ce BV and the merger with another pension administrator have led to changes in the pattern of
administrative expenses. The impact of these changes is minor but there has been an increase in
the costs recoverable in respect of work on behalf of third parties.
Other operating expenses includes the cost of temporary staff, ICT costs and premises costs
and, with regard to several consolidated subsidiaries for 2008, a net positive item in respect of
As required by CAR 271, the pension charges are recognised partly on a defined benefit basis and
partly on a defined contribution basis.
The average number of staff of the pension fund was:
– ABP 8 2,239
– consolidated entities 3,867 678
– ABP 9 2,440
– consolidated entities 4,197 732
Of whom, employed outside the Netherlands 103 150
The average analysis is as follows:
– management and corporate staff 386 235
– operating units 2,204 1,828
– service units 1,616 1,109
The average figures have been calculated with effect from the date of unbundling of the admini-
strative organisation and, in 2008, also include the employees of Cordares. The drop in the number
of full-time equivalent staff working for ABP results from the creation of the independent pension
Other income and expenses (20) 312 – 27
This item mainly concerns an amount to cover the increased costs of retirement benefits as people
continue to work beyond the reference age of 62. The funding is provided by the early retirement
fund (VUT). Also included in the item is a tax benefit amounting to € 160 million arising at the time
of relinquishing the self-administered status.
123 Annual Report 2008 ABP (in € million) 31-12-2008 31-12-2007
Notes to the consolidated statement of cash flows
The variances between movements in the items in the statement of income and expenses and the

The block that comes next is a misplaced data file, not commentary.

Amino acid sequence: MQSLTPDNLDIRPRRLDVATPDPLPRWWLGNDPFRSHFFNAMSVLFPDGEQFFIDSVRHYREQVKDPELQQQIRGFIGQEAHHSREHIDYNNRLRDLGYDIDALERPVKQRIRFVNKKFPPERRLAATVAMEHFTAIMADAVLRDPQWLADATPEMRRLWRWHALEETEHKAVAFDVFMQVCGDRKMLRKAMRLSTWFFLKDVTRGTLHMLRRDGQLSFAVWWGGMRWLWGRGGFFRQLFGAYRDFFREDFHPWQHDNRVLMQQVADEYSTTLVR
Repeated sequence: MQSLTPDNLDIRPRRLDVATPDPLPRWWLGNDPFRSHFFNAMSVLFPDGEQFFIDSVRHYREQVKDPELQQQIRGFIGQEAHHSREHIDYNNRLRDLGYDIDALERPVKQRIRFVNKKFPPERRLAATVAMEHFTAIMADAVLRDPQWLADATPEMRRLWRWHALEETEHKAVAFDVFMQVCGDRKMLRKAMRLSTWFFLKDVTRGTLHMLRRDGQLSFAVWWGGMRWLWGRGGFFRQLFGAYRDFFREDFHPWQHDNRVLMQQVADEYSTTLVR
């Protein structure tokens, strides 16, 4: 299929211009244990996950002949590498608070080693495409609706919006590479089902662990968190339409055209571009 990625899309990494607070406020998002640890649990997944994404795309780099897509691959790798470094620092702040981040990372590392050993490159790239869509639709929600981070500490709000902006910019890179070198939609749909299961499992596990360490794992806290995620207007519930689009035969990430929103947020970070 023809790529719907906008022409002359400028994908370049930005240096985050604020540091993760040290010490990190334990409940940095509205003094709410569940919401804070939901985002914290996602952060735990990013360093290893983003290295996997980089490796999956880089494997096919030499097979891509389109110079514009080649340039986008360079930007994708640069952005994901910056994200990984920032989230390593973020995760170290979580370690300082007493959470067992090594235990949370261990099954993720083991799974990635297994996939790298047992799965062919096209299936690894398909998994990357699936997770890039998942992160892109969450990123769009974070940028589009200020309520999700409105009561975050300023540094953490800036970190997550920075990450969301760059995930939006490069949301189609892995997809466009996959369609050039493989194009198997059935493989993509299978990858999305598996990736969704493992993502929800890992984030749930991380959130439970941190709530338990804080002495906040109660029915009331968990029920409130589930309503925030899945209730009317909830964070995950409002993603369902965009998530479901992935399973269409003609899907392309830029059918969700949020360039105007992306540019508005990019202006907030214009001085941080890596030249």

items in the statement of cash flows are set out below.
Short-term lending and borrowing
The cash flows relating to short-term lending and borrowing have been presented as a net amount.
Unrealised changes in the value of investments are not included in the statement of cash flows.
Other expenses paid
Depreciation charges have been eliminated.
The balance of cash as at year-end, amounting to € 7.8 billion, is made up as follows:
Cash included in:
– other assets and liabilities relating to investments 7,695 5,926
– other assets and liabilities 146 419
Total 7,841 6,345
124 Annual Report 2008 ABP (in € million) 2008 2007
Separate actuarial analyses are presented for the pension fund and the insurance operations.
In the actuarial analysis for the pension fund, the results achieved on the indirect capital investment
in the insurance operations are recognised in the investment result.
Result on contributions
Net contributions 6,596 6,205
Pension accruals - 3,884 - 4,351
Result on investments
Investment results - 44,068 7,456
Indexation - - 6,670
Added interest - 7,200 - 6,630
Change in market interest rate - 33,331 14,026
- 84,599 8,182
Result on benefit payments and administrative expenses
Benefit payments and administrative expenses - 6,760 - 6,339
Utilised out of provision for pension liabilities for benefit payments and administrative expenses 6,611 6,132
- 149 - 207
Other income and expenses 279 - 72
Net value transfers 260 320
Actuarial gains and losses
Change in provision for pension liabilities in respect of value transfers - 229 - 382
Change in actuarial assumptions regarding ABP privatisation transitional arrangements - 71 - 497
Other changes in provision for pension liabilities - 91 166
148 - 465